Bodies were exhumed from mass graves and sent to the Mothers, who did not accept them. “I’ll tell you what we’ve said from the beginning. We don’t want posthumous memorials. The battle itself speaks of what they wanted, what they gave their lives for,” says Juana. “We didn’t want their cadavers or bones.”
Alfonsín offered them $250,000 per “disappeared,” but the Mothers saw it as a ploy to buy their silence. If they accepted the money, they would have had to sign a document affirming that their children had been killed in armed confrontations with the military and they could no longer criticize the government. “[Others] responded with pacts and silence...we say we will not forget and we will not forgive. Those who were there during the repression collaborated in killing 30,000 people,” says Juana. “They programmed terrorism against anyone who did not think like them.”
Juana believes the military regime successfully harnessed a legacy of state-sanctioned terror in Argentina.
Juana says this climate of fear persists today. In part because Menem granted amnesty to dirty war participants, freeing convicted junta members and effectively put- ting the military in the street.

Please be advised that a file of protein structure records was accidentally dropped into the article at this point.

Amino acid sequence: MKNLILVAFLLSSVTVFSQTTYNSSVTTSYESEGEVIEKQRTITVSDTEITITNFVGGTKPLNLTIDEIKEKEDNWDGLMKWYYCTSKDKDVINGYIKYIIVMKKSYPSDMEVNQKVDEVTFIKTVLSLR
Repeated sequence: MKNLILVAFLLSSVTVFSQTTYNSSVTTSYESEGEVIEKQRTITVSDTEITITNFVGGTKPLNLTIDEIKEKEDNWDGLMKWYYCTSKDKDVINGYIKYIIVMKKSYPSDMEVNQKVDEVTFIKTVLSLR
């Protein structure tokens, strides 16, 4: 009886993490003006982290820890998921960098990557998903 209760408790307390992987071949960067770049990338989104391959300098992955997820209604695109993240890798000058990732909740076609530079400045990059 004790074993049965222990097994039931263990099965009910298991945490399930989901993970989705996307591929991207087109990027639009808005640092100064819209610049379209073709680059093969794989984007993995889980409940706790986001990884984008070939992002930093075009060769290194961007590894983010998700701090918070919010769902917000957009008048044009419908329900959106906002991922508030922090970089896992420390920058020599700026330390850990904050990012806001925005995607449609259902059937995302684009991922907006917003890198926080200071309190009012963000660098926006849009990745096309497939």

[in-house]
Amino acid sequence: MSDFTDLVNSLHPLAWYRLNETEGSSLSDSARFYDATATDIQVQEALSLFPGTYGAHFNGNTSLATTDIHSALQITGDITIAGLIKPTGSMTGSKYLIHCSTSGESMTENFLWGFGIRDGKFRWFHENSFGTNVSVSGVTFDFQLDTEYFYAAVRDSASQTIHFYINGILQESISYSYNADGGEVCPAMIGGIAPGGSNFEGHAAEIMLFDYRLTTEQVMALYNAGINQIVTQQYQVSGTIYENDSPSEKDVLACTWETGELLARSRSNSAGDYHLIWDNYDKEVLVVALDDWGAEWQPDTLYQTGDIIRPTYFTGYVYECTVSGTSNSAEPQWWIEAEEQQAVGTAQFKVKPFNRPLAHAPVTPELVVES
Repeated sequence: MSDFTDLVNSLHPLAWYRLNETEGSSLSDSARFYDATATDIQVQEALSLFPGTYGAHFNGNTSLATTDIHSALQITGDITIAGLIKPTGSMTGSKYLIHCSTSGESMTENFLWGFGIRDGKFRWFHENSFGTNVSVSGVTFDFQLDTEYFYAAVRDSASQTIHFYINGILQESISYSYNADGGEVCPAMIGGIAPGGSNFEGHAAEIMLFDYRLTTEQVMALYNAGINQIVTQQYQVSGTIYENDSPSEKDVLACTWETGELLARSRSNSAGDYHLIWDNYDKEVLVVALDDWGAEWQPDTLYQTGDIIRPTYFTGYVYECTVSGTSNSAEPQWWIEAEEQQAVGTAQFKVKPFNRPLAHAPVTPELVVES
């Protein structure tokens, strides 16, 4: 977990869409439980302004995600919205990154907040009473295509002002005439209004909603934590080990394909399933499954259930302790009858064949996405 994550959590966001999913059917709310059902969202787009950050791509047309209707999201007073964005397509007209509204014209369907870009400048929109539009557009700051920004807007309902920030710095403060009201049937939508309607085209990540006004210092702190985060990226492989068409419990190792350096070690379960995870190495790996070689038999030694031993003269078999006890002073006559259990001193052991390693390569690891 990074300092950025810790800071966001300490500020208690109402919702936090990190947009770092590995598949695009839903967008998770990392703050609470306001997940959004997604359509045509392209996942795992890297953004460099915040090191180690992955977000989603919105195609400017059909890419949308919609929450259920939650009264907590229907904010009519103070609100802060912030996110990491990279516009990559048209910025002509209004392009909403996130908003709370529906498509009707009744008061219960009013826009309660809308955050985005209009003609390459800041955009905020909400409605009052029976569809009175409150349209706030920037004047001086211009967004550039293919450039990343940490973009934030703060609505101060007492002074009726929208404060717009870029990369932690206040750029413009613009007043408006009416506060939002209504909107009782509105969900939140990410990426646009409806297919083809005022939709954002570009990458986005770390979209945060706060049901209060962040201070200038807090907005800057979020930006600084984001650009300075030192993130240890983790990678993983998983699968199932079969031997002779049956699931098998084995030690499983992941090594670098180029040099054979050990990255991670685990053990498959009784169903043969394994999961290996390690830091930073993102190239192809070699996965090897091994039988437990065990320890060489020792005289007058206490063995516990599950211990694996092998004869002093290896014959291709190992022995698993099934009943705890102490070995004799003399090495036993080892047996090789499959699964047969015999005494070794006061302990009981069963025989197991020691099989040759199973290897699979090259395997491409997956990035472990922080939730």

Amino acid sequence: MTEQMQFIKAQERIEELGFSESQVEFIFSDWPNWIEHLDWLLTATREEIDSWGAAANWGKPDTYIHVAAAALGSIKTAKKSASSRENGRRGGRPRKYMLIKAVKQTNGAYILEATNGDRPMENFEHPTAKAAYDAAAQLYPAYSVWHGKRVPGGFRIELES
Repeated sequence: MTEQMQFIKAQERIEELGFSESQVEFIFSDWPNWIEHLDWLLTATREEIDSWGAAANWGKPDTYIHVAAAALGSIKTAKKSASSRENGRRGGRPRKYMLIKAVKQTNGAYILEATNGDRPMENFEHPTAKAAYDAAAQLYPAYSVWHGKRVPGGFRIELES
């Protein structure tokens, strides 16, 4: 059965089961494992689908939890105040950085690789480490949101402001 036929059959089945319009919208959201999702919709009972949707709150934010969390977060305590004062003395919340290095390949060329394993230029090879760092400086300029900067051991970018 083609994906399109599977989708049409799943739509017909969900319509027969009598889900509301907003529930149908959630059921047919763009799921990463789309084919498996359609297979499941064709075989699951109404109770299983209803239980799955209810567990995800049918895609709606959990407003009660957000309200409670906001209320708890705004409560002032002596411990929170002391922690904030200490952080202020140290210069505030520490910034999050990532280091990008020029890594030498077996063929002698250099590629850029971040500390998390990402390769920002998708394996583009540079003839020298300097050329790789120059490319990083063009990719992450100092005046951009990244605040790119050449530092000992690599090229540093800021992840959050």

The Mothers have formed a better relationship with current President Nestor Kirchner, who offered them unparalleled access to the Casa Rosada .
Under Kirchner, amnesty laws have been annulled, allowing for the possible trial of military leaders. He also repealed Decree 1581, which De la Rúa issued to bar Argentine judges from agreeing to foreign extradition requests for war criminals. Kirchner also vowed to fight corruption among the police, which Human Rights Watch has denounced for brutality and excess force.
When Kirchner took control in 2003, he told the Mothers, “I understand your fight because it (the disappearances) reached even my closest friends.”